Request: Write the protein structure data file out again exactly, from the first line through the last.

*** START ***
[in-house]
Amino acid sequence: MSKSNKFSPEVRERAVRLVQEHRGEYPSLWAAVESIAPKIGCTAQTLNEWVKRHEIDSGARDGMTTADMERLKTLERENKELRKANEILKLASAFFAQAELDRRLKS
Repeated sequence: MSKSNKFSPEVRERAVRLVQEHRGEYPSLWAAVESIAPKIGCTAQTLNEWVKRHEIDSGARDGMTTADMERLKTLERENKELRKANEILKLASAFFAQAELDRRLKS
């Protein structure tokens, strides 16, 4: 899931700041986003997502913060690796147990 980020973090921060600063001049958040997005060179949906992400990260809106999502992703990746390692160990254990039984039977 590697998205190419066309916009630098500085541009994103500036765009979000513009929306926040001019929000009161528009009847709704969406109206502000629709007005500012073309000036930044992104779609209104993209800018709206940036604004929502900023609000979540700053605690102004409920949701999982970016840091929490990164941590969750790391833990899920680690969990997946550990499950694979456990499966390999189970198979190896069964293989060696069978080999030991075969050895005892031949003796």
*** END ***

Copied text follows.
[in-house]
Amino acid sequence: MSKSNKFSPEVRERAVRLVQEHRGEYPSLWAAVESIAPKIGCTAQTLNEWVKRHEIDSGARDGMTTADMERLKTLERENKELRKANEILKLASAFFAQAELDRRLKS
Repeated sequence: MSKSNKFSPEVRERAVRLVQEHRGEYPSLWAAVESIAPKIGCTAQTLNEWVKRHEIDSGARDGMTTADMERLKTLERENKELRKANEILKLASAFFAQAELDRRLKS
């Protein structure tokens, strides 16, 4: 899931700041986003997502913060690796147990 980020973090921060600063001049958040997005060179949906992400990260809106999502992703990746390692160990254990039984039977 590697998205190419066309916009630098500085541009994103500036765009979000513009929306926040001019929000009161528009009847709704969406109206502000629709007005500012073309000036930044992104779609209104993209800018709206940036604004929502900023609000979540700053605690102004409920949701999982970016840091929490990164941590969750790391833990899920680690969990997946550990499950694979456990499966390999189970198979190896069964293989060696069978080999030991075969050895005892031949003796």